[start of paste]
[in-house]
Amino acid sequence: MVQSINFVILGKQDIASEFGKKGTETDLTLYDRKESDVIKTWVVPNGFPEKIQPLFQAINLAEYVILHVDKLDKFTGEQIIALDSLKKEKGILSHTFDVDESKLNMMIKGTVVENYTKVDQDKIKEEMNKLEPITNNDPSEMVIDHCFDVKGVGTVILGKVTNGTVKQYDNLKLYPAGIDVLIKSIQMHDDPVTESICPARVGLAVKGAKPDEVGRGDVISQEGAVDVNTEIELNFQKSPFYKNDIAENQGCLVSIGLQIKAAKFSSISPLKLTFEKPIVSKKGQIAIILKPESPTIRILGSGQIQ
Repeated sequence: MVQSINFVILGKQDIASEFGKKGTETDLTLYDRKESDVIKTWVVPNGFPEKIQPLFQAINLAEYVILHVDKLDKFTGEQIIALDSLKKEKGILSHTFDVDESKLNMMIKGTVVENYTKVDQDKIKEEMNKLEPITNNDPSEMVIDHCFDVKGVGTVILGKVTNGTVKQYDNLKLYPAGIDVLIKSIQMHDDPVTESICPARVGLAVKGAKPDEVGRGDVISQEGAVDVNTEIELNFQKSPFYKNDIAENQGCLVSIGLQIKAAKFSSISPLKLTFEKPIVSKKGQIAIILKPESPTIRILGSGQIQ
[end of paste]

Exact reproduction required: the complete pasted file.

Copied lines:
[in-house]
Amino acid sequence: MVQSINFVILGKQDIASEFGKKGTETDLTLYDRKESDVIKTWVVPNGFPEKIQPLFQAINLAEYVILHVDKLDKFTGEQIIALDSLKKEKGILSHTFDVDESKLNMMIKGTVVENYTKVDQDKIKEEMNKLEPITNNDPSEMVIDHCFDVKGVGTVILGKVTNGTVKQYDNLKLYPAGIDVLIKSIQMHDDPVTESICPARVGLAVKGAKPDEVGRGDVISQEGAVDVNTEIELNFQKSPFYKNDIAENQGCLVSIGLQIKAAKFSSISPLKLTFEKPIVSKKGQIAIILKPESPTIRILGSGQIQ
Repeated sequence: MVQSINFVILGKQDIASEFGKKGTETDLTLYDRKESDVIKTWVVPNGFPEKIQPLFQAINLAEYVILHVDKLDKFTGEQIIALDSLKKEKGILSHTFDVDESKLNMMIKGTVVENYTKVDQDKIKEEMNKLEPITNNDPSEMVIDHCFDVKGVGTVILGKVTNGTVKQYDNLKLYPAGIDVLIKSIQMHDDPVTESICPARVGLAVKGAKPDEVGRGDVISQEGAVDVNTEIELNFQKSPFYKNDIAENQGCLVSIGLQIKAAKFSSISPLKLTFEKPIVSKKGQIAIILKPESPTIRILGSGQIQ